Los Angeles Times' Scores

For 8,189 reviews, this publication has graded:
  • 59% higher than the average critic
  • 4% same as the average critic
  • 37% lower than the average critic
On average, this publication grades 0.4 points lower than other critics. (0-100 point scale)
Average Movie review score: 61
Highest review score: 100 Mad Max Beyond Thunderdome
Lowest review score: 0 Dead Silence
Score distribution:
8,189 movie reviews
  1. If ever there was a prime example of art bringing order out of chaos, it is Steven Rosenbaum's 7 Days in September. -- The result is a narrative at once personal, admirably coherent and, above all, heartening.
  2. The creators of the magnificent Balseros stayed involved with its subject, a group of Cuban boat people who made it to the United States, for a full seven years. If you put in that kind of time, you witness life happening in front of you in all its compelling, confounding drama. What could be better than that?
  3. It's a rich, emotional story, a wonderfully appealing film made with humor and intelligence, but there is also something almost magical about how it takes the stuff of innumerable previous films -- love, romance and adolescent coming of age -- and turns them into something that feels one of a kind.
  4. Martin Scorsese has created a divinely dark and devious brain tease of a movie in the best noir tradition with its smarter than you'd think cops, their tougher than you'd imagine cases to crack and enough nods to the classic genre for an all-night parlor game.
  5. A confidently adroit thriller that captures a comprehensive sense of life in an edgy, multicultural and economically diverse Paris. The large cast couldn't be better, but the film belongs to Kiberlain.
  6. On a par with Bridges' acting, and a sine qua non for Crazy Heart's success, is the excellent music he sings.
  7. A psychological suspense drama of the utmost rigor and originality.
  8. A mesmerizing, shimmering and amazingly successful adaptation of Time Regained.
  9. A complete master of cinematic farce, Veber's latest venture, The Valet, makes creating deliciously funny comedy look a lot easier than it has any right to.
  10. A flawless gem, a gentle yet ultimately ironic meditation on the power of art.
  11. That Two Days, One Night retains such an organic sensibility, even with a major star in the lead, is credit to both filmmakers and actress.
  12. A wholly enveloping experience. Gentle, ravishingly beautiful and awash in everyday sensuality, it so intoxicates you with the elegance and refinement of its filmmaking that even noticing, let alone caring, whether it has a plot starts to seem beside the point.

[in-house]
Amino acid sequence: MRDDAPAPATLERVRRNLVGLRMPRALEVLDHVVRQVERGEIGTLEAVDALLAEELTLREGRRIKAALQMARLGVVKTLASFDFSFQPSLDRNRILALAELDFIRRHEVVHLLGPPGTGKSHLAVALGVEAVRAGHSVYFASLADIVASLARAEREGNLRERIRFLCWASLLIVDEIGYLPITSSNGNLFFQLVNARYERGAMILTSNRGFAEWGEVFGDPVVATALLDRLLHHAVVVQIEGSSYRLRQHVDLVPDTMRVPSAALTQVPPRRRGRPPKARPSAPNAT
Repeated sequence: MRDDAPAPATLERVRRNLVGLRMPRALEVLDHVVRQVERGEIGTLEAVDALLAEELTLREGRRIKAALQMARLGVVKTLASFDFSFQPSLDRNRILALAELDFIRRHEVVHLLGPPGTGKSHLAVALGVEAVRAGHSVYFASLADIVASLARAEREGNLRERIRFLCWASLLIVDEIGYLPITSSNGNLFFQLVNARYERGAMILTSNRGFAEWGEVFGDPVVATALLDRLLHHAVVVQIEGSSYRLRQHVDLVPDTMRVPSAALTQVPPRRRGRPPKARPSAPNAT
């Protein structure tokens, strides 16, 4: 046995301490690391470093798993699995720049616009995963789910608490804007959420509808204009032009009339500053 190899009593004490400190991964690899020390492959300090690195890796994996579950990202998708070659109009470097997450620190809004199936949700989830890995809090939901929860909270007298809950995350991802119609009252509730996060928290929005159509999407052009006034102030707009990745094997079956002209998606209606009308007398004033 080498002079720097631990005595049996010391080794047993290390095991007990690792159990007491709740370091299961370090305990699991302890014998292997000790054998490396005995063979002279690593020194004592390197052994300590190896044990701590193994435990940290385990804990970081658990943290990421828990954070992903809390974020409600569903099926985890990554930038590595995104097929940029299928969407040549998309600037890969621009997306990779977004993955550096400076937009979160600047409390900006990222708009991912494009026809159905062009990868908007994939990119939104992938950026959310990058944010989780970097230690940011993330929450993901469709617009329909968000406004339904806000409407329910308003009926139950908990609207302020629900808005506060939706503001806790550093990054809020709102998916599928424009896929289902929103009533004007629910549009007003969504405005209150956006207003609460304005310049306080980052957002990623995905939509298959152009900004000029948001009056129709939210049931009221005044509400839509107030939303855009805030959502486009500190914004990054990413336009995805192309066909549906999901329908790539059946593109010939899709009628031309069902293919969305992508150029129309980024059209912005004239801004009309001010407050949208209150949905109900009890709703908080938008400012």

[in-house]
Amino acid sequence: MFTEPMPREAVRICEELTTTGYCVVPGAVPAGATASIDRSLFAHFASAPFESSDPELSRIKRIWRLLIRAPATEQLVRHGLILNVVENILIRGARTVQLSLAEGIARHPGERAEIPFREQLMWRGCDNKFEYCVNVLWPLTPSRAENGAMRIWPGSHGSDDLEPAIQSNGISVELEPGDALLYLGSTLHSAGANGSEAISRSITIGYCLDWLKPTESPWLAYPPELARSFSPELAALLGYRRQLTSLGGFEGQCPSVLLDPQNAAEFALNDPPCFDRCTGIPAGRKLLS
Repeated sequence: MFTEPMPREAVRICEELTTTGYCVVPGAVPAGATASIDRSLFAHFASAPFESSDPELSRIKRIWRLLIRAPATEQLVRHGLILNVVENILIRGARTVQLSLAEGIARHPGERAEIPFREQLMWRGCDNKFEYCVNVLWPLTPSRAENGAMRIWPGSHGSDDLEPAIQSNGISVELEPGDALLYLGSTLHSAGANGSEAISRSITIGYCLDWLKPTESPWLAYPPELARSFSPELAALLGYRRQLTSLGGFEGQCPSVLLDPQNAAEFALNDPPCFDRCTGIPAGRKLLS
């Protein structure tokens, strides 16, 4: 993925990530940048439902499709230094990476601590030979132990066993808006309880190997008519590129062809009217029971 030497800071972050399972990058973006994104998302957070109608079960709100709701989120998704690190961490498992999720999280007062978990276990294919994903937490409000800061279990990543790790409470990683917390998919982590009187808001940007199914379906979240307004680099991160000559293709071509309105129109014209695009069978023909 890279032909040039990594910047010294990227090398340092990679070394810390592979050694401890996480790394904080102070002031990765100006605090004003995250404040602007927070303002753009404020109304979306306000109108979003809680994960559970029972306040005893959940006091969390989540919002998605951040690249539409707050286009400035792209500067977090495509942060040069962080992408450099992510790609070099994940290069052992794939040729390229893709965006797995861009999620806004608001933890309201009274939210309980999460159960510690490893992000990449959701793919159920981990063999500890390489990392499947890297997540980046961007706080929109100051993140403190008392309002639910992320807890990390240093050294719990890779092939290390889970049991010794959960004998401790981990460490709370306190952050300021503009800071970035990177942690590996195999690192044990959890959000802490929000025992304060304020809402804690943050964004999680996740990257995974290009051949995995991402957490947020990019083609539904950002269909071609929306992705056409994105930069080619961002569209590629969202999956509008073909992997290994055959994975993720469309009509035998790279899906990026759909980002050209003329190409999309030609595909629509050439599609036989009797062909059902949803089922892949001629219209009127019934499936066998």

13. Finely made and richly satisfying film.
  14. As lengthy and passionate as a drawn-out kiss, Beloved Sisters is a beautifully made romantic drama set in 18th century Germany that's smart, sensual and emotionally resonant.
  15. Amazing, rich in authentic period atmosphere and detail, an ever-changing cyclorama of a movie.
  16. A classic war film, at once elegiac and immediate, that takes you smack into the chaos of combat yet is marked by a detached perspective.
  17. As much a plea to change the system as it is an examination of how music helps individuals, Alive Inside is not the most sophisticated documentary, but its power is indisputable, and it does end on a hopeful note.
  18. What Solondz does so well is create unthinkable moments in a "Leave It to Beaver" world, where unmentionables are aired in the most innocuous ways to startling effect. In Life During Wartime, he's done just that, creating a relationship agitprop that pops and sizzles; just be careful not to get burned.
  19. As David Rakoff once wrote, "Youth isn't wasted on the young. It is perpetrated on the young." Exactly how is brilliantly captured by Andrew Bujalski in his debut feature, Funny Ha Ha.
  20. Optimistic and humanistic to the core, Me and You and Everyone We Know is a paean to perseverance and finding ways to cope.
  21. Blessed with a loose, anarchic B-picture soul that encourages you to enjoy yourself even when you're not quite sure what's going on, the scruffy "Guardians" is irreverent in a way that can bring the first "Star Wars" to mind.
  22. A potent mixture of sentiment and grit, and it showcases the talents of its young principals.
  23. Not only is it Merchant's best directorial effort to date but also is among the finest films the Merchant Ivory company has ever made.